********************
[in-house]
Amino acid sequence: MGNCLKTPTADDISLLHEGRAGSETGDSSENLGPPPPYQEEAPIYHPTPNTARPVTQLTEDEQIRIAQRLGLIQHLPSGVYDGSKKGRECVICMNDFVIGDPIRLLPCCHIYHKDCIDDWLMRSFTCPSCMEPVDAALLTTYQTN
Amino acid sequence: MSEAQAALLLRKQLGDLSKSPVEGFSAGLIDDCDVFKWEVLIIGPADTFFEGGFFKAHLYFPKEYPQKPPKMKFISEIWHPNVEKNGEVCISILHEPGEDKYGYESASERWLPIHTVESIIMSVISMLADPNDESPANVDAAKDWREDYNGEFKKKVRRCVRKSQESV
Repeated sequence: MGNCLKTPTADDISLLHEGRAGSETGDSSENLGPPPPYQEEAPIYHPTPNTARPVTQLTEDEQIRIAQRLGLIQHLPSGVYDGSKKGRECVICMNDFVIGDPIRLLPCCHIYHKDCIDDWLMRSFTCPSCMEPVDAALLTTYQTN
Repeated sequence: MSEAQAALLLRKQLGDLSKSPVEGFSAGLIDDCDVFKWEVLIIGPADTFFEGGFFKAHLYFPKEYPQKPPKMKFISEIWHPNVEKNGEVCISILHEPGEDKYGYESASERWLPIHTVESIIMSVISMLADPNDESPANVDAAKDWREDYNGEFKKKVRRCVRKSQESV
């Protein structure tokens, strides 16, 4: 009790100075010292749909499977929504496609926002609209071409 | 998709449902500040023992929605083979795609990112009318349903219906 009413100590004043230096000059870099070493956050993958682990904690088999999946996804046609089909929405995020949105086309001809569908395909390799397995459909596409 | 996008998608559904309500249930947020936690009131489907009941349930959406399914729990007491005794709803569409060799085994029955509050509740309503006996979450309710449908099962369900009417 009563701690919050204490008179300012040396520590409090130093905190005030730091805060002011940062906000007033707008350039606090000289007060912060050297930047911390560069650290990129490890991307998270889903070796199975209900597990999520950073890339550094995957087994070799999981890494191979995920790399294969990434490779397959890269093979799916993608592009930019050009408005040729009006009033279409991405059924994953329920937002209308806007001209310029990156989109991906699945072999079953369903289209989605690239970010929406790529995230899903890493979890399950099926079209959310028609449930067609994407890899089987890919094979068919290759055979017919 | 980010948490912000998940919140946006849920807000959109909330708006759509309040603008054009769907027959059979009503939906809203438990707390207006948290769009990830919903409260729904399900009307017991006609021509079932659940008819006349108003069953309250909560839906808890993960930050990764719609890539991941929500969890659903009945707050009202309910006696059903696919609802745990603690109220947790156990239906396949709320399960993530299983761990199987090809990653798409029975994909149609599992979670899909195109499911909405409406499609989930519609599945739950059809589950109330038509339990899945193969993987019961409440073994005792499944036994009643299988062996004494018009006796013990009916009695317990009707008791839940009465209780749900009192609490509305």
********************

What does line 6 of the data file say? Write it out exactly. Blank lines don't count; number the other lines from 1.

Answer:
């Protein structure tokens, strides 16, 4: 009790100075010292749909499977929504496609926002609209071409 | 998709449902500040023992929605083979795609990112009318349903219906 009413100590004043230096000059870099070493956050993958682990904690088999999946996804046609089909929405995020949105086309001809569908395909390799397995459909596409 | 996008998608559904309500249930947020936690009131489907009941349930959406399914729990007491005794709803569409060799085994029955509050509740309503006996979450309710449908099962369900009417 009563701690919050204490008179300012040396520590409090130093905190005030730091805060002011940062906000007033707008350039606090000289007060912060050297930047911390560069650290990129490890991307998270889903070796199975209900597990999520950073890339550094995957087994070799999981890494191979995920790399294969990434490779397959890269093979799916993608592009930019050009408005040729009006009033279409991405059924994953329920937002209308806007001209310029990156989109991906699945072999079953369903289209989605690239970010929406790529995230899903890493979890399950099926079209959310028609449930067609994407890899089987890919094979068919290759055979017919 | 980010948490912000998940919140946006849920807000959109909330708006759509309040603008054009769907027959059979009503939906809203438990707390207006948290769009990830919903409260729904399900009307017991006609021509079932659940008819006349108003069953309250909560839906808890993960930050990764719609890539991941929500969890659903009945707050009202309910006696059903696919609802745990603690109220947790156990239906396949709320399960993530299983761990199987090809990653798409029975994909149609599992979670899909195109499911909405409406499609989930519609599945739950059809589950109330038509339990899945193969993987019961409440073994005792499944036994009643299988062996004494018009006796013990009916009695317990009707008791839940009465209780749900009192609490509305």